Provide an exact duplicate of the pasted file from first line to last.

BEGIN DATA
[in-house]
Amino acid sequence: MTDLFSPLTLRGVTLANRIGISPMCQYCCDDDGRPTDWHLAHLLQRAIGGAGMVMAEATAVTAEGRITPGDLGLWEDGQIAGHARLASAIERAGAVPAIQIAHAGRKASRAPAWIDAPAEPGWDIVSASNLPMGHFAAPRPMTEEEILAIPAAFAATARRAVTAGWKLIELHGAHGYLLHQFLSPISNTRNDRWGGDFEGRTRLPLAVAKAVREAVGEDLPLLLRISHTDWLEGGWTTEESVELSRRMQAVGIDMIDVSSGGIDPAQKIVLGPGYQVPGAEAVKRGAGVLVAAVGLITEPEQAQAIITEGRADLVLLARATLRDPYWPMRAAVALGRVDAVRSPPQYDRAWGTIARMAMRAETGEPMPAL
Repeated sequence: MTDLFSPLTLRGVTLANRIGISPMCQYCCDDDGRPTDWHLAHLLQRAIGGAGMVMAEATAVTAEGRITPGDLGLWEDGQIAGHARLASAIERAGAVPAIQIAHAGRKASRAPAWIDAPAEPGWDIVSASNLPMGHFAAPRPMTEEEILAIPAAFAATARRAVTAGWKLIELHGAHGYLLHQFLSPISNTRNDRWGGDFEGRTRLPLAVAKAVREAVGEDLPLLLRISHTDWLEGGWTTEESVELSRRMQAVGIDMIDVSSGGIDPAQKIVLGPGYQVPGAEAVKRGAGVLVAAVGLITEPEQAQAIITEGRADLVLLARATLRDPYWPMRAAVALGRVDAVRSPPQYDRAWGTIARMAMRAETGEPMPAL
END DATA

[in-house]
Amino acid sequence: MTDLFSPLTLRGVTLANRIGISPMCQYCCDDDGRPTDWHLAHLLQRAIGGAGMVMAEATAVTAEGRITPGDLGLWEDGQIAGHARLASAIERAGAVPAIQIAHAGRKASRAPAWIDAPAEPGWDIVSASNLPMGHFAAPRPMTEEEILAIPAAFAATARRAVTAGWKLIELHGAHGYLLHQFLSPISNTRNDRWGGDFEGRTRLPLAVAKAVREAVGEDLPLLLRISHTDWLEGGWTTEESVELSRRMQAVGIDMIDVSSGGIDPAQKIVLGPGYQVPGAEAVKRGAGVLVAAVGLITEPEQAQAIITEGRADLVLLARATLRDPYWPMRAAVALGRVDAVRSPPQYDRAWGTIARMAMRAETGEPMPAL
Repeated sequence: MTDLFSPLTLRGVTLANRIGISPMCQYCCDDDGRPTDWHLAHLLQRAIGGAGMVMAEATAVTAEGRITPGDLGLWEDGQIAGHARLASAIERAGAVPAIQIAHAGRKASRAPAWIDAPAEPGWDIVSASNLPMGHFAAPRPMTEEEILAIPAAFAATARRAVTAGWKLIELHGAHGYLLHQFLSPISNTRNDRWGGDFEGRTRLPLAVAKAVREAVGEDLPLLLRISHTDWLEGGWTTEESVELSRRMQAVGIDMIDVSSGGIDPAQKIVLGPGYQVPGAEAVKRGAGVLVAAVGLITEPEQAQAIITEGRADLVLLARATLRDPYWPMRAAVALGRVDAVRSPPQYDRAWGTIARMAMRAETGEPMPAL